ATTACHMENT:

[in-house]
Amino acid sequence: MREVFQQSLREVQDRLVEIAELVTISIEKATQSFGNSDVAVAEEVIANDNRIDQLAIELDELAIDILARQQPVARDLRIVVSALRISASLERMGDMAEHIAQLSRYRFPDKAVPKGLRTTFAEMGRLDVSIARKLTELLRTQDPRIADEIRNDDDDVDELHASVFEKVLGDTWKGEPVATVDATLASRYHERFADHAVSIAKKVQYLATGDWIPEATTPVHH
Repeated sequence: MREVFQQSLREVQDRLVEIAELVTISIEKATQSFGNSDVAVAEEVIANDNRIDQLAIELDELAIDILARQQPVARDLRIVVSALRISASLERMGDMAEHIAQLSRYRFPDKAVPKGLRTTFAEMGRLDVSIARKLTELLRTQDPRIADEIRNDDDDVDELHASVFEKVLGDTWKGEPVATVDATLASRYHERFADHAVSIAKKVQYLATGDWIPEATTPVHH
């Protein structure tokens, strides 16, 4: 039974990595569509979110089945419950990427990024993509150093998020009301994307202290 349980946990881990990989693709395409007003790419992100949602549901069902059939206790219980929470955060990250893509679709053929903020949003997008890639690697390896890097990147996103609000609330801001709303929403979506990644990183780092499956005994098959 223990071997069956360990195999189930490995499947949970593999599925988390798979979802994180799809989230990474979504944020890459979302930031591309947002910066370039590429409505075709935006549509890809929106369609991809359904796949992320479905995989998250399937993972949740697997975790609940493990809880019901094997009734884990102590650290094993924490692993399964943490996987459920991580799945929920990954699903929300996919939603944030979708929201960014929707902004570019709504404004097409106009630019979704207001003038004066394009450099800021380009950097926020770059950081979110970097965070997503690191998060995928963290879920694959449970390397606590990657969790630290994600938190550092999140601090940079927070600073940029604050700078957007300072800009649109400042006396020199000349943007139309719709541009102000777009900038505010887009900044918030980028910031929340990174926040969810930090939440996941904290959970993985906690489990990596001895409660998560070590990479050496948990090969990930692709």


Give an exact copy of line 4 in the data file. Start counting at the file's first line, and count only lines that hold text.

């Protein structure tokens, strides 16, 4: 039974990595569509979110089945419950990427990024993509150093998020009301994307202290 349980946990881990990989693709395409007003790419992100949602549901069902059939206790219980929470955060990250893509679709053929903020949003997008890639690697390896890097990147996103609000609330801001709303929403979506990644990183780092499956005994098959 223990071997069956360990195999189930490995499947949970593999599925988390798979979802994180799809989230990474979504944020890459979302930031591309947002910066370039590429409505075709935006549509890809929106369609991809359904796949992320479905995989998250399937993972949740697997975790609940493990809880019901094997009734884990102590650290094993924490692993399964943490996987459920991580799945929920990954699903929300996919939603944030979708929201960014929707902004570019709504404004097409106009630019979704207001003038004066394009450099800021380009950097926020770059950081979110970097965070997503690191998060995928963290879920694959449970390397606590990657969790630290994600938190550092999140601090940079927070600073940029604050700078957007300072800009649109400042006396020199000349943007139309719709541009102000777009900038505010887009900044918030980028910031929340990174926040969810930090939440996941904290959970993985906690489990990596001895409660998560070590990479050496948990090969990930692709």